8. 8. 15 minutes- 2 paragraphs How does Priestley present the change in Sheila during the course of the play ‘An Inspector Calls’? How do you think this change reflects some of Priestley’s ideas? Success Criteria ! Point/topic sentence linked to question Evidence which has been precisely selected Analysis of the quotation at word level Development of interpretations Evaluation of Priestley’s purpose and his intended effects on his audience
  9. 9. PEER ASSESS- WWW and EBI How does Priestley present the change in Sheila during the course of the play ‘An Inspector Calls’? How do you think this change reflects some of Priestley’s ideas? Success Criteria ! Point/topic sentence linked to question Evidence which has been precisely selected Analysis of the quotation at word level Development of interpretations Evaluation of Priestley’s purpose and his intended effects on his audience Band 6 Band 5 Band 4 Band 3 Band 2
  10. 10. Apply your peer assessment target in your third paragraph
  11. 11. Half term homework - read and annotate Act 3. BBC version - on YouTube - try to watch!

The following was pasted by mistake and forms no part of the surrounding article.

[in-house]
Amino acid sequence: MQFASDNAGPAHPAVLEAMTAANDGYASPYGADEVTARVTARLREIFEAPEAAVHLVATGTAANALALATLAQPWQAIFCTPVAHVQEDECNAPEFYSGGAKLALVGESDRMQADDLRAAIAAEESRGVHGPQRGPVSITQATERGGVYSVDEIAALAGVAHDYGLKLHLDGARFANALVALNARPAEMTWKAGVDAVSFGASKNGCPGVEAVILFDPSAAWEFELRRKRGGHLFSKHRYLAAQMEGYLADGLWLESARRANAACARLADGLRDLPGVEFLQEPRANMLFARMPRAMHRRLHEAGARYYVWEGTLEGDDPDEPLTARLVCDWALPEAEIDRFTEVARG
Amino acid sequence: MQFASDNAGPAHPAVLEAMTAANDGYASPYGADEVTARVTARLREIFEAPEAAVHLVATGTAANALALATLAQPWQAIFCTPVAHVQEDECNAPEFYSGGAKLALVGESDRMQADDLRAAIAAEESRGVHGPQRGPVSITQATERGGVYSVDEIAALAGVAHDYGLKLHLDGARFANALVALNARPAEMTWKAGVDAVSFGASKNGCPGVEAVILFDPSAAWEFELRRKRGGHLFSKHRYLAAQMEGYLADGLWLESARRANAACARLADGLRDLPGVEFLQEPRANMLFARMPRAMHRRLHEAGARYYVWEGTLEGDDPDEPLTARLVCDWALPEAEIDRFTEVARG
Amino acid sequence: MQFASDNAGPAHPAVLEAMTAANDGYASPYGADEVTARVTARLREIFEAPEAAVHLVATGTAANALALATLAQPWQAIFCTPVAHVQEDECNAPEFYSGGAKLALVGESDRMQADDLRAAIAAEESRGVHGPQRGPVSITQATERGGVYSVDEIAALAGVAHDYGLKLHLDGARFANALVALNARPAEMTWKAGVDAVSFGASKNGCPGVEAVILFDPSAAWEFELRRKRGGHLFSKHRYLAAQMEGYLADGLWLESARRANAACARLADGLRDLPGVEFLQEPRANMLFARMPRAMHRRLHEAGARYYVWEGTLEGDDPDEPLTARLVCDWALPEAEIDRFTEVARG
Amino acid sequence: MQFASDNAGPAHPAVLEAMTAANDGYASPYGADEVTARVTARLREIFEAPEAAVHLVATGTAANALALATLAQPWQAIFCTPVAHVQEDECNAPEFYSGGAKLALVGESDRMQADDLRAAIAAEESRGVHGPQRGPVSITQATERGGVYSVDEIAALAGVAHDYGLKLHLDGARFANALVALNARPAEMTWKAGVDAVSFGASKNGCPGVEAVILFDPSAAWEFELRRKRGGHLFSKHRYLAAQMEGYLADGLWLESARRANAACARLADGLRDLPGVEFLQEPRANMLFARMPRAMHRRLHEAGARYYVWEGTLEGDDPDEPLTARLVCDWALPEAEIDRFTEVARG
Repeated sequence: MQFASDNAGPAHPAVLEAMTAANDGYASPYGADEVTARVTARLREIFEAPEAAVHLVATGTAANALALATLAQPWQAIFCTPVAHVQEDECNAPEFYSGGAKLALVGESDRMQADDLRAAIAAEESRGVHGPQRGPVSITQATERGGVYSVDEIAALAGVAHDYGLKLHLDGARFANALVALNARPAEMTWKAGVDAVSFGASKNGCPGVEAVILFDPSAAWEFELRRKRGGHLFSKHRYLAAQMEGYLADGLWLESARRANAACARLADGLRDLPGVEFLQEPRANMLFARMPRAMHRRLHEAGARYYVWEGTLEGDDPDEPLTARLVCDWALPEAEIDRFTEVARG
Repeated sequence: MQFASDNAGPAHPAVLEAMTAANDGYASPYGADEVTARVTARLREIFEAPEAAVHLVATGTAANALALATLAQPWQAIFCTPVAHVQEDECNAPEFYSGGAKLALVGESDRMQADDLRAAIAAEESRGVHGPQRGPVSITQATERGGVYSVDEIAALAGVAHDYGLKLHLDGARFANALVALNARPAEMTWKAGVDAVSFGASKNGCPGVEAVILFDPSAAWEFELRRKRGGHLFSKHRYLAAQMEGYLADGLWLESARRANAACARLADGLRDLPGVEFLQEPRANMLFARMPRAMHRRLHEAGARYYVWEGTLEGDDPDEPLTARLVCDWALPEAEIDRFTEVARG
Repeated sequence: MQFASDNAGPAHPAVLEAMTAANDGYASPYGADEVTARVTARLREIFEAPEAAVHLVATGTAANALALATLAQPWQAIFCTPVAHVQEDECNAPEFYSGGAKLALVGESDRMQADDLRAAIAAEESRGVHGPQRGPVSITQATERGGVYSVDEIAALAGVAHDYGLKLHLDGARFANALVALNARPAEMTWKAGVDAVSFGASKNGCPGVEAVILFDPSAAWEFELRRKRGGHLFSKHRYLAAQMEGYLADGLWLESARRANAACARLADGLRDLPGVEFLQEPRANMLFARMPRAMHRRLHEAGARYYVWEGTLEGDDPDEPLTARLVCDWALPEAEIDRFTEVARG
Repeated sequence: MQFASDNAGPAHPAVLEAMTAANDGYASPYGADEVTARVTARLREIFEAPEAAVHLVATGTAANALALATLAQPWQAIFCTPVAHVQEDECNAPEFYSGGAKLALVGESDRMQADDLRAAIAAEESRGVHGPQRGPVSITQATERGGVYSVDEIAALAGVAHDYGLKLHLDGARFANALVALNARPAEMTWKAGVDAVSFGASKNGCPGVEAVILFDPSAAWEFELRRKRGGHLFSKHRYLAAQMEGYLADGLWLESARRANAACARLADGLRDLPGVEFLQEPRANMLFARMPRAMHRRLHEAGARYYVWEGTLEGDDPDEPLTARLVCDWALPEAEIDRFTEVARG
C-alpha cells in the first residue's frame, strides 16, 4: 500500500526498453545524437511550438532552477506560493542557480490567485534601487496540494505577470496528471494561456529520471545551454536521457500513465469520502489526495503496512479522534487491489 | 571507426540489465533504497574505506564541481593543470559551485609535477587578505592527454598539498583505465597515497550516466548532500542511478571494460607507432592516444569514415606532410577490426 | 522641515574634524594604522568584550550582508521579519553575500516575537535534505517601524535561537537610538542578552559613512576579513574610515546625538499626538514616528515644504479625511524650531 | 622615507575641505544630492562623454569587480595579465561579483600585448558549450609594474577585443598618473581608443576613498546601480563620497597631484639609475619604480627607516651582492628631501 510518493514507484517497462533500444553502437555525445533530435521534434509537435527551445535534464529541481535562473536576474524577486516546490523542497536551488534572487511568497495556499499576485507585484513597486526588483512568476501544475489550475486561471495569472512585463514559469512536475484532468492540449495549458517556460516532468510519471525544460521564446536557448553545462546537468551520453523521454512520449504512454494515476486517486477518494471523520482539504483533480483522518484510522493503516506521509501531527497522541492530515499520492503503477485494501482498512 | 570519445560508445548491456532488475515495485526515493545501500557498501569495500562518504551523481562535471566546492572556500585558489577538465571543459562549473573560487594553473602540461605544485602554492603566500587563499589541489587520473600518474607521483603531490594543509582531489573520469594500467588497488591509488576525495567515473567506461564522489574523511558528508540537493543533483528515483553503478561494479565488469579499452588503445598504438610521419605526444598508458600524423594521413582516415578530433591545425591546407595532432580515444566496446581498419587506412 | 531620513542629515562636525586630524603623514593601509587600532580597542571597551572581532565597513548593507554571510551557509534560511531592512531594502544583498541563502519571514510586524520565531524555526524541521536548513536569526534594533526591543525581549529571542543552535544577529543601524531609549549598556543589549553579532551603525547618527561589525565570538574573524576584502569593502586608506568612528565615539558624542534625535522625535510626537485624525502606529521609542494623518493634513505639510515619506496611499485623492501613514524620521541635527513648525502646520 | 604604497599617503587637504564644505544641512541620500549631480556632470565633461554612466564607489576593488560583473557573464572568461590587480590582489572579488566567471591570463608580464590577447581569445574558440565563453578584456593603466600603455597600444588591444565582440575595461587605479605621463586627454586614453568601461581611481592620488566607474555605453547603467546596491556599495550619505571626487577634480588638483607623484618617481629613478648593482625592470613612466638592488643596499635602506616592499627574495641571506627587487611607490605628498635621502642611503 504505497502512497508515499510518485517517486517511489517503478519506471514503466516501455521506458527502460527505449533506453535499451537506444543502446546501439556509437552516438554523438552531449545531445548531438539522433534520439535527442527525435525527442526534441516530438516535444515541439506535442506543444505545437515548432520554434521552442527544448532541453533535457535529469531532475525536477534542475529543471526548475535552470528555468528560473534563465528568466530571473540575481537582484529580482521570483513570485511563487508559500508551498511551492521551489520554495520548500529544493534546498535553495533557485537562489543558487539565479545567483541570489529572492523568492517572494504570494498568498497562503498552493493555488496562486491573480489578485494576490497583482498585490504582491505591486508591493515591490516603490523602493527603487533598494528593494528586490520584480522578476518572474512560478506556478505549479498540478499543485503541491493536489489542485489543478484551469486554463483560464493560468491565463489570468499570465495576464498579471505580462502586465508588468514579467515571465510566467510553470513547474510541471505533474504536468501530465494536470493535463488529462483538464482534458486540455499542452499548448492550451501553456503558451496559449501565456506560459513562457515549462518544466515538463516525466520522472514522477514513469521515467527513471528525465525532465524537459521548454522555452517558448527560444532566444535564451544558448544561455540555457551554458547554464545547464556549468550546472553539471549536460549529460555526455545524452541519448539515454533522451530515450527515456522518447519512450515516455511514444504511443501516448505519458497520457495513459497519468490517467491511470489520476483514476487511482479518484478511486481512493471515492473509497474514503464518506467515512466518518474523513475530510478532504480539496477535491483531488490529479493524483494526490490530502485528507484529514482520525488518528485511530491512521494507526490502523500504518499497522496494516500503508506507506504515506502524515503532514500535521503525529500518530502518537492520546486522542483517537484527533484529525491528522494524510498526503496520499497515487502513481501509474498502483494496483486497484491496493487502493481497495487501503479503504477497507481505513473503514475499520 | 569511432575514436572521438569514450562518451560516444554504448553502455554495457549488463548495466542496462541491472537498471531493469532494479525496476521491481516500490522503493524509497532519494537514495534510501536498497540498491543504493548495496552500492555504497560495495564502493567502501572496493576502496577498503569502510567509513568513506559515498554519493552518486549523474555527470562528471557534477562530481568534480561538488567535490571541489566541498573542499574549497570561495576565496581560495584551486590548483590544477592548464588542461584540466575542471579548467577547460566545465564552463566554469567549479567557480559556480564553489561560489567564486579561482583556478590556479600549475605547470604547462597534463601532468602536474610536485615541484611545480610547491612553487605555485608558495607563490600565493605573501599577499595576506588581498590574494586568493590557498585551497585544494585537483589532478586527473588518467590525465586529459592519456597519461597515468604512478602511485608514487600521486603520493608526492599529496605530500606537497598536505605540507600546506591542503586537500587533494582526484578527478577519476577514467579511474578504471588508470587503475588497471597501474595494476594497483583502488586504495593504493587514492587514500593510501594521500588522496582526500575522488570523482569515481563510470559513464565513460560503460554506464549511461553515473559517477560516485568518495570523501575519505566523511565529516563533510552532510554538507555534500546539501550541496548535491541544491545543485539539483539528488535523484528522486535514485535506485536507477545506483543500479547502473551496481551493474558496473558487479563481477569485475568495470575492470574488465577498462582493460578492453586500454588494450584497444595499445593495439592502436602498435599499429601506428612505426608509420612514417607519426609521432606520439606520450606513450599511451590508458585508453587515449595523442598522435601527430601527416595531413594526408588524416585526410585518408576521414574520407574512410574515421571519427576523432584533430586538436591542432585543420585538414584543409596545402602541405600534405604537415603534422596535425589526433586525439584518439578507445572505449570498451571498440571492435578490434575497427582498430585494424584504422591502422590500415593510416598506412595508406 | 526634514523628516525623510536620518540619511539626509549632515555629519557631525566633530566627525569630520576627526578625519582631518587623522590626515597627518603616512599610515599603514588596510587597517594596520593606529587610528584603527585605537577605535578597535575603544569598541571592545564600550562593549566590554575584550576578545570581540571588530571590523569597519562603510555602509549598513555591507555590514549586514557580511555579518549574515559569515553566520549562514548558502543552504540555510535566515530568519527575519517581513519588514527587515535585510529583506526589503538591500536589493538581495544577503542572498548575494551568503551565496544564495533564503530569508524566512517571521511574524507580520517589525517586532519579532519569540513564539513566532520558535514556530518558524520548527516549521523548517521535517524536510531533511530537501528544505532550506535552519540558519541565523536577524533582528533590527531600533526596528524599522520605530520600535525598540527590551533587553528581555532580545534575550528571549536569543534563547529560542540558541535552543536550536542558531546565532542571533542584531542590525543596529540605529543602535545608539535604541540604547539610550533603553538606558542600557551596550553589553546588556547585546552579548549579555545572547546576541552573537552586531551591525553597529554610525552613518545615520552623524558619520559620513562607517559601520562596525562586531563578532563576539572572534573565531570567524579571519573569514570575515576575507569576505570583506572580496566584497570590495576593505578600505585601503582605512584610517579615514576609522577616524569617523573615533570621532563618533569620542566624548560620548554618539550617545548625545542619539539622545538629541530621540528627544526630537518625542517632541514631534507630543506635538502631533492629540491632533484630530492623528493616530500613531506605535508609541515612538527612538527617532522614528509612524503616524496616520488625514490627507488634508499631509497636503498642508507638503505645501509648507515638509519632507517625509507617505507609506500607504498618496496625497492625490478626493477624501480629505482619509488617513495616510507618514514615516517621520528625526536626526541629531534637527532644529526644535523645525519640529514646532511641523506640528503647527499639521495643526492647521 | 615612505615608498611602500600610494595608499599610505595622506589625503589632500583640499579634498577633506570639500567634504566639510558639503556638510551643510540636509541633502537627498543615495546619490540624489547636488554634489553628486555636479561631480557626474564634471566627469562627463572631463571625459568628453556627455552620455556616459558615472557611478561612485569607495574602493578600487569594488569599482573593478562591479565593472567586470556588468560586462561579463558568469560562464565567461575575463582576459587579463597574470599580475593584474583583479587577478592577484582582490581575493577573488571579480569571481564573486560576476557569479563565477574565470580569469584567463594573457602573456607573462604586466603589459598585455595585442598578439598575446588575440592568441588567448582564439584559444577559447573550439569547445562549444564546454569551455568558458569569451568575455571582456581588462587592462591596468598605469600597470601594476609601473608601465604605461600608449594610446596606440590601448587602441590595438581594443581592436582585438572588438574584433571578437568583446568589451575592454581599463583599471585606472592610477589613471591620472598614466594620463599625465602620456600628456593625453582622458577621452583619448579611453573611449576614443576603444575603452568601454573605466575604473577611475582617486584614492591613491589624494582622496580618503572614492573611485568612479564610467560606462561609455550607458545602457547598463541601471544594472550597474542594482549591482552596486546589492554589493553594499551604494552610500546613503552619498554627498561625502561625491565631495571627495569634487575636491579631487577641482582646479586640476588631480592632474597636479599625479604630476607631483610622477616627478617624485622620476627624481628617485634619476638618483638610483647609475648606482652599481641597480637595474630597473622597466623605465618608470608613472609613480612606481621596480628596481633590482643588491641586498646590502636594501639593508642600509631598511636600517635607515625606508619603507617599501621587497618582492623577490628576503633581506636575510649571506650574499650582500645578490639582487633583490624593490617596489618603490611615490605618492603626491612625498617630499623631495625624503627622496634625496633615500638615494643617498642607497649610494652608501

12. 12. Points for Discussion ✤ Social vs. individual responsibility - “We don‟t live alone. We are members of one body.‟ So states Inspector Goole in his final speech. His character can be seen as a device to voice Priestley‟s views about social responsibility. To what extent do the other characters learn from their encounter with Goole, and how far do members of the audience agree with him?! ✤ Older vs. younger generations - “Why are Mr and Mrs Birling so much more concerned about the potential for “public scandal” than the consequences of their behaviour? Sheila and Eric Birling represent the future: surely there is still time for them to change and adapt to the new order? Can their relationships with the other characters, more entrenched in their views and social positions, survive?”! ✤ Staging - Detailed stage directions are provided, but Priestley himself makes clear that “an ordinary realistic set” may not do the play justice. What staging decisions can enhance the drama and tension, and how can recent productions inform our understanding of the lasting significance of this play?! ✤ Status and power - At first, the main characters are united in their desire for social status. The arrival of Inspector Goole undermines the natural paths of authority within the household, so how does power shift as the action progresses?! ✤ The place of women - Represented by Sybil and Sheila Birling, the servant Edna and the invisible but omnipresent Eva/ Daisy, women are seen variously as innocents, social climbers, victims and suspects. How are issues of gender played out and do they enrich or detract from the moral and political messages?! ✤ Genre - A murder mystery, a ghost story or a parable? The deceptively simple play follows the “three unities‟ (time, space and action) of Greek drama, but can be read in a number of ways.